Dorothy Chou is a Senior Policy Analyst at Google.
Almost 20 years ago, Francis Fukuyama wrote a book called Trust, which claims that social capital and shared values and ethics create conditions necessary for modern economic growth. He argued that societies that facilitate stronger relationships of trust are able to innovate and scale more effectively than those that do not.
Two factors contributing to trust in society are structural: legal certainty and transparency about how laws are enforced. Together, these elements grow trust in a way that encourages investors to take necessary risks when it comes to businesses and markets. By contrast, when information is incomplete or not readily available, people are unable to make informed decisions or accurate forecasts for the future, making them more risk averse or creating moral hazard.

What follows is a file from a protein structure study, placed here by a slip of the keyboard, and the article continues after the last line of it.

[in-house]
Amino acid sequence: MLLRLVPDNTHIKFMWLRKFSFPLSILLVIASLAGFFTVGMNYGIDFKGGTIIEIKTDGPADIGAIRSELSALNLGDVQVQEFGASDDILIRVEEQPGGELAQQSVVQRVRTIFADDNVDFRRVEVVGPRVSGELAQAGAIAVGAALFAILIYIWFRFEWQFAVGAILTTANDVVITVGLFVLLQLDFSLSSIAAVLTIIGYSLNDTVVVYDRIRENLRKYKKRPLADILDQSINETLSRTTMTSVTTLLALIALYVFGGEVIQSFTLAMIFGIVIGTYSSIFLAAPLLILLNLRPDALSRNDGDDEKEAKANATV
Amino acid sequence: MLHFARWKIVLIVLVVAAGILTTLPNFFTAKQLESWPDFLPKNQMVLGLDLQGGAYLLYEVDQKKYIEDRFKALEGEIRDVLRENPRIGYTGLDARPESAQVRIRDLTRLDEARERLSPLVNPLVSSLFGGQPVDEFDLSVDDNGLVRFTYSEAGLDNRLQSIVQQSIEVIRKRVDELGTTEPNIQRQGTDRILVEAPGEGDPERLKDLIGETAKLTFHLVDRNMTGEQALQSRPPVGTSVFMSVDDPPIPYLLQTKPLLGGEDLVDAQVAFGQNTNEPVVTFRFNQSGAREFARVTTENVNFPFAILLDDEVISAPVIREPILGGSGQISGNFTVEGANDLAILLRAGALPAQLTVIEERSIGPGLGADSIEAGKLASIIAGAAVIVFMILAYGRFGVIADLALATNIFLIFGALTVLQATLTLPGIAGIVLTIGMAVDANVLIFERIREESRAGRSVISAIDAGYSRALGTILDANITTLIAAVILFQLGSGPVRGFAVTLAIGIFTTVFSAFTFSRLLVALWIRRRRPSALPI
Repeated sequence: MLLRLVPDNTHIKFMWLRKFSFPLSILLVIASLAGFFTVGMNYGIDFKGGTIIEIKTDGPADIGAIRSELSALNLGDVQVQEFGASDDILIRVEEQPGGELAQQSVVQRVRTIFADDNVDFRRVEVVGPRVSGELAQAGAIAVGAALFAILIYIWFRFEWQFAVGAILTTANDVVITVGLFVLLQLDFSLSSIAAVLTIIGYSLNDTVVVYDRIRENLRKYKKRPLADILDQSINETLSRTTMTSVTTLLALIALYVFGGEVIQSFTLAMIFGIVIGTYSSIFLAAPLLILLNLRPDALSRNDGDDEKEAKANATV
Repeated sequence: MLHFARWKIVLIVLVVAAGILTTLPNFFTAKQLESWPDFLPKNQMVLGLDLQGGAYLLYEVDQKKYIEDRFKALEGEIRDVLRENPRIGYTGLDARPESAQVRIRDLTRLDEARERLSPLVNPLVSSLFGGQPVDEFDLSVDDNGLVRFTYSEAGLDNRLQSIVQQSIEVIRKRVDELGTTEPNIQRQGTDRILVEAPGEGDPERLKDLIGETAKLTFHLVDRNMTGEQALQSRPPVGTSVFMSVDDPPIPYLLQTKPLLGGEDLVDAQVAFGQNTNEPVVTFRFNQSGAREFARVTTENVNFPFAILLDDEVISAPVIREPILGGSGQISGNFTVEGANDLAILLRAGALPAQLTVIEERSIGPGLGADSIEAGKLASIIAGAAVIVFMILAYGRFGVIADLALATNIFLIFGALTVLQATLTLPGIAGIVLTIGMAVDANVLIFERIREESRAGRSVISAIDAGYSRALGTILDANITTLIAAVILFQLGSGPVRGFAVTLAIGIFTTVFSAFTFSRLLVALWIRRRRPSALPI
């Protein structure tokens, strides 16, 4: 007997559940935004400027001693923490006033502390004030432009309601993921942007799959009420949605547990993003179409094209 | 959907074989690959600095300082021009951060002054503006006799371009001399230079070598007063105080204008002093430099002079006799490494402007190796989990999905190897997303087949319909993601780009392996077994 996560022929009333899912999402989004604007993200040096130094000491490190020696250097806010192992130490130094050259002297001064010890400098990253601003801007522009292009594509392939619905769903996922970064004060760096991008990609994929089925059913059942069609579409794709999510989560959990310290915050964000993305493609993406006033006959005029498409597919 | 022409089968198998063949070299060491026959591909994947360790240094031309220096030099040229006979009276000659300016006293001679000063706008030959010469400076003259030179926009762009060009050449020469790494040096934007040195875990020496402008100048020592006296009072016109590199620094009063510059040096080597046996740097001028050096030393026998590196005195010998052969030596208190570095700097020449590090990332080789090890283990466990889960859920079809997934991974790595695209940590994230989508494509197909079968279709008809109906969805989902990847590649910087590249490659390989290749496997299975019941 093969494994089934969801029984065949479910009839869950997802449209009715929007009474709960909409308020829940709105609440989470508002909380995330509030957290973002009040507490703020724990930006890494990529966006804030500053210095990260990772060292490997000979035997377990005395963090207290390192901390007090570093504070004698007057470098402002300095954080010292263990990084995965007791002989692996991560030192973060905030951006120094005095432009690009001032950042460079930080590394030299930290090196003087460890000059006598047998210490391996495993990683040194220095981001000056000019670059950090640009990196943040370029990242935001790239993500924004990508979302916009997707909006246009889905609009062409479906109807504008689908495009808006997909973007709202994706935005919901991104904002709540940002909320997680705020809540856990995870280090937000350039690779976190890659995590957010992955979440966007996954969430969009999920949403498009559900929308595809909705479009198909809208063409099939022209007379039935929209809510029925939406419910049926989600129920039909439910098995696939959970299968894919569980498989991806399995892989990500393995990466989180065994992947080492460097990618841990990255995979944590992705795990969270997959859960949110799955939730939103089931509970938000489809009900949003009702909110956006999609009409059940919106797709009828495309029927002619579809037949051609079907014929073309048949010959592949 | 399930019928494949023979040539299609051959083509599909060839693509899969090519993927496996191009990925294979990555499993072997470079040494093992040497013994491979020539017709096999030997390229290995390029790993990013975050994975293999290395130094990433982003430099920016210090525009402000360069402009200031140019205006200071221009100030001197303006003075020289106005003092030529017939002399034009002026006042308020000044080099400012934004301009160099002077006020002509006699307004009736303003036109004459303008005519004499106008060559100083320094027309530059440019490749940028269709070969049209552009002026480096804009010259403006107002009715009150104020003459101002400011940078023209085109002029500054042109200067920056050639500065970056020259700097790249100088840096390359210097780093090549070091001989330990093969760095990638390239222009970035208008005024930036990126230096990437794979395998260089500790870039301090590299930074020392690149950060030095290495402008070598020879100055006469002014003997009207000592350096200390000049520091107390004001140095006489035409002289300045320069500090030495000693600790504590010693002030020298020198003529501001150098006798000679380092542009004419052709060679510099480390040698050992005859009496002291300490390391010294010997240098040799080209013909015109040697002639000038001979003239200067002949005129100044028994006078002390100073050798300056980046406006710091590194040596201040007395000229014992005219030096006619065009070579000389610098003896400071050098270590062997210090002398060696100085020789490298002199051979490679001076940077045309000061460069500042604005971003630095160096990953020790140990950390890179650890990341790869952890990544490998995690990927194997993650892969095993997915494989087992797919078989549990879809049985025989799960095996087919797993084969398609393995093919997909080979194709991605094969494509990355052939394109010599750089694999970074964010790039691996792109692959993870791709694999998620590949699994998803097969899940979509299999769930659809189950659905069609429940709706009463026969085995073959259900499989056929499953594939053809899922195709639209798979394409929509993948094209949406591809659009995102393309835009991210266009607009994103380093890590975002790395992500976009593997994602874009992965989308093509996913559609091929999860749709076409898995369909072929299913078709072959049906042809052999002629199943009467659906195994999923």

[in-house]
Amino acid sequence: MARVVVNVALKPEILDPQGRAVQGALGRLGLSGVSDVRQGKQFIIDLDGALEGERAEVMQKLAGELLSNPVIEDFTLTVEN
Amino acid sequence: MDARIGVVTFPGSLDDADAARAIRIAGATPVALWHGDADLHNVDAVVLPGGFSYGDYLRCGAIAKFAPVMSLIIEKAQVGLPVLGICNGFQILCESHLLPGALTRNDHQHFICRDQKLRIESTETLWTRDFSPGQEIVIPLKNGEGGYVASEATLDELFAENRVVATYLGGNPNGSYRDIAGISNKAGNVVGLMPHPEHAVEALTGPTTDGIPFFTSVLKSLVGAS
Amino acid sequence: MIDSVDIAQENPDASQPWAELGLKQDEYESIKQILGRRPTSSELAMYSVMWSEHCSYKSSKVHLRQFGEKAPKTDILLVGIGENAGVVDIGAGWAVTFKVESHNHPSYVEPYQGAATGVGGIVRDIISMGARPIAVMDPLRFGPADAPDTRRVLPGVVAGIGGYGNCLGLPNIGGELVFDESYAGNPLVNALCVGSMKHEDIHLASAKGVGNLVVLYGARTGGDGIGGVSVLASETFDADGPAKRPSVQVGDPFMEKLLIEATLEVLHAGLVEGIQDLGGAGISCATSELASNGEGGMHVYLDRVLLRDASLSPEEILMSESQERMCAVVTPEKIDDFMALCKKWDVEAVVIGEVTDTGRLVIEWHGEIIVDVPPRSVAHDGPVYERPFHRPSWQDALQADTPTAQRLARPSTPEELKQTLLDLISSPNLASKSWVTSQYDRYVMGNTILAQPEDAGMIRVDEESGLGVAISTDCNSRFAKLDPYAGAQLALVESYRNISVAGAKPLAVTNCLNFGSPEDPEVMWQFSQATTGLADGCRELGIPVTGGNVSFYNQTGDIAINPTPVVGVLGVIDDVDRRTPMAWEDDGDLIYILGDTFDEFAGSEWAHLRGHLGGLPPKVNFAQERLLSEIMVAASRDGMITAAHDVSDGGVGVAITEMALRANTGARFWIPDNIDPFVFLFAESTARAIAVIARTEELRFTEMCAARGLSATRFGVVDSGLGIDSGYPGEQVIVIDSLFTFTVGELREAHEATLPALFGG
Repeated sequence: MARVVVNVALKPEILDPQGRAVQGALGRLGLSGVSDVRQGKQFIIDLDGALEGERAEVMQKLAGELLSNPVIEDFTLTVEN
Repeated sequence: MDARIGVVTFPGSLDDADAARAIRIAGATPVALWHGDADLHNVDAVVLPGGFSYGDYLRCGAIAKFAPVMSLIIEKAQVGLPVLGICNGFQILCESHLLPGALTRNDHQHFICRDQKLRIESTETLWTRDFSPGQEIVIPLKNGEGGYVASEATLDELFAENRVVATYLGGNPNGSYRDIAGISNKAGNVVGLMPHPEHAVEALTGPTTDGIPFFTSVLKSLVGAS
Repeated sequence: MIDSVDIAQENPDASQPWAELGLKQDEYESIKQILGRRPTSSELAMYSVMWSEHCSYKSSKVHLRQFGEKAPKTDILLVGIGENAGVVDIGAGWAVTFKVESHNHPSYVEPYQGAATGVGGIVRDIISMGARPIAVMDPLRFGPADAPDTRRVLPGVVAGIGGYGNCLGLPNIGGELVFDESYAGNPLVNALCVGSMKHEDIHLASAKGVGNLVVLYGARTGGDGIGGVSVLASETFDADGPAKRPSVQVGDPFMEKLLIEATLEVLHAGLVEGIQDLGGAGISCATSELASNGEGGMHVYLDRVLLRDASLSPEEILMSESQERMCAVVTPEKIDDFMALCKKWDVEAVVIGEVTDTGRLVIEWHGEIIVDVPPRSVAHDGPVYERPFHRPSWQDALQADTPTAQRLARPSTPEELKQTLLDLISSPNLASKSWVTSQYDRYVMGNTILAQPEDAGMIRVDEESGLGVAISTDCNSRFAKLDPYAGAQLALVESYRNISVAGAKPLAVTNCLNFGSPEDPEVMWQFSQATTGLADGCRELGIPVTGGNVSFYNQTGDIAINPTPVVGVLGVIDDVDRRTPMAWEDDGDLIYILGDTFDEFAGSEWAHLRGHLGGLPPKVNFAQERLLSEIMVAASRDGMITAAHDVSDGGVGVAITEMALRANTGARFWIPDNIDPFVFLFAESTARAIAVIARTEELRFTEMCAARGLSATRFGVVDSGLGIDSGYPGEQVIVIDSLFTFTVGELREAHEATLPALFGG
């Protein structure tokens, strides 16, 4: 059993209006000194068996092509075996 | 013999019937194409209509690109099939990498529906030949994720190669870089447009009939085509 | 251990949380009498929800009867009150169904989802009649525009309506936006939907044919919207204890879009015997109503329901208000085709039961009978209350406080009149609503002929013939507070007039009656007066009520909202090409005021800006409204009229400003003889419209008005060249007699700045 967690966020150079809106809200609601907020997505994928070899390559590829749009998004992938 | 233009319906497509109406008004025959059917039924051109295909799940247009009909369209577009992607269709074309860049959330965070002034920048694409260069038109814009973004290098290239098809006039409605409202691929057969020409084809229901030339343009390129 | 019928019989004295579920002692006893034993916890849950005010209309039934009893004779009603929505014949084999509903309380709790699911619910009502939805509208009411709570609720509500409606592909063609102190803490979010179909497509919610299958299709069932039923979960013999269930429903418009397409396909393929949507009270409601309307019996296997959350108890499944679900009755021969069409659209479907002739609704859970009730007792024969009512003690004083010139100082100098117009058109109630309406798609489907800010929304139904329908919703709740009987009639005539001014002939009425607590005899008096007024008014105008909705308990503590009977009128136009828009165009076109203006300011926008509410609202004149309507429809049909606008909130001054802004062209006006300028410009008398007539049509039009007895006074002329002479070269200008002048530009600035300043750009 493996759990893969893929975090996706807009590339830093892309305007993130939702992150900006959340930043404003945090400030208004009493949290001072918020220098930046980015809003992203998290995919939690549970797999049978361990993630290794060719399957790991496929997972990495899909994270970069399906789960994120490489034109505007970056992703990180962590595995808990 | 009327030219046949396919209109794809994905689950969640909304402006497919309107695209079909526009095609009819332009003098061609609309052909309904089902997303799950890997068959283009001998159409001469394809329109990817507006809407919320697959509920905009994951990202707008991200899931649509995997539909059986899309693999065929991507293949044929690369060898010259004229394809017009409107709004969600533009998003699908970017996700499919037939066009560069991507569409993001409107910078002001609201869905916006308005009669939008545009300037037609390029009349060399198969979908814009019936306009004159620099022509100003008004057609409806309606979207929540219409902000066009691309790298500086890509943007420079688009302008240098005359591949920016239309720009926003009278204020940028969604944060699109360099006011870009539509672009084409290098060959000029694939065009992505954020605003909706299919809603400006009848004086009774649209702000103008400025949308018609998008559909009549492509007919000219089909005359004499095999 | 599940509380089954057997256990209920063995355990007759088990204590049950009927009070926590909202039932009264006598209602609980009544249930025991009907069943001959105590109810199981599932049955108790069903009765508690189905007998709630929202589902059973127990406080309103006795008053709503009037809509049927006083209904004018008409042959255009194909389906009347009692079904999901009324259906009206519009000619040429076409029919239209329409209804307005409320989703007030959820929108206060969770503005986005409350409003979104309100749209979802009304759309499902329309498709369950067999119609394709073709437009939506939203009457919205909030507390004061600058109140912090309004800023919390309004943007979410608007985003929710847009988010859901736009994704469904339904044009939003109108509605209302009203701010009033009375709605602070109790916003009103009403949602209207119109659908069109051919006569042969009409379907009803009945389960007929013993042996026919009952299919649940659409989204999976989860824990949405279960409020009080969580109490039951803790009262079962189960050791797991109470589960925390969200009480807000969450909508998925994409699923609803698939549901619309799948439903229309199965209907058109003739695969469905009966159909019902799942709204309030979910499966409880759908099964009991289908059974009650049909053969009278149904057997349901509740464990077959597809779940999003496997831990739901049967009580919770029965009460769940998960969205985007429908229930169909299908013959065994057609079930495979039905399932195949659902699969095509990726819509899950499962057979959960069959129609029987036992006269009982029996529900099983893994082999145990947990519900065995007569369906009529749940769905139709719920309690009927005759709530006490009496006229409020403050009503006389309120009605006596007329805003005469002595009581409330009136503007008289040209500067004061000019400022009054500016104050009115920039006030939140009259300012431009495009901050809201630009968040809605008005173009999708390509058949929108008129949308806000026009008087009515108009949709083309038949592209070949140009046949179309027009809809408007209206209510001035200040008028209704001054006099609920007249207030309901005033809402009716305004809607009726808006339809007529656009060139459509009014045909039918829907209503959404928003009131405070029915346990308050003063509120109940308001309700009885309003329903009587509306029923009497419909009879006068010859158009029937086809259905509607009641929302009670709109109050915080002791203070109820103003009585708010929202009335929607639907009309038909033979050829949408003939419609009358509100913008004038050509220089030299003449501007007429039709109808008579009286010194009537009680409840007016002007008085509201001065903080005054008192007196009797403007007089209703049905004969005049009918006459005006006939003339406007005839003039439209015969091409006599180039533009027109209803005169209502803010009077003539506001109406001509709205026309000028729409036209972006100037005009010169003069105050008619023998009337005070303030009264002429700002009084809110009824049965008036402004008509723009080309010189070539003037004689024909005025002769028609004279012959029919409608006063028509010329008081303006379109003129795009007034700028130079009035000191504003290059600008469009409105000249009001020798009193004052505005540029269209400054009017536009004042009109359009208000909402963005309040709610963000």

To see if that theory applies today, the Milken Institute provided us with a preview of data being assembled for the Opportunity Index: Access to Global Capital which will be released in early 2013. To help us look for correlations between measures of government transparency, foreign direct investment, and GDP, they assessed 34 different indicators that fell into four general categories: transparency of business, the political and legal system, the policymaking process and quality of regulation.
Here are a few of their observations about the data from 2011:
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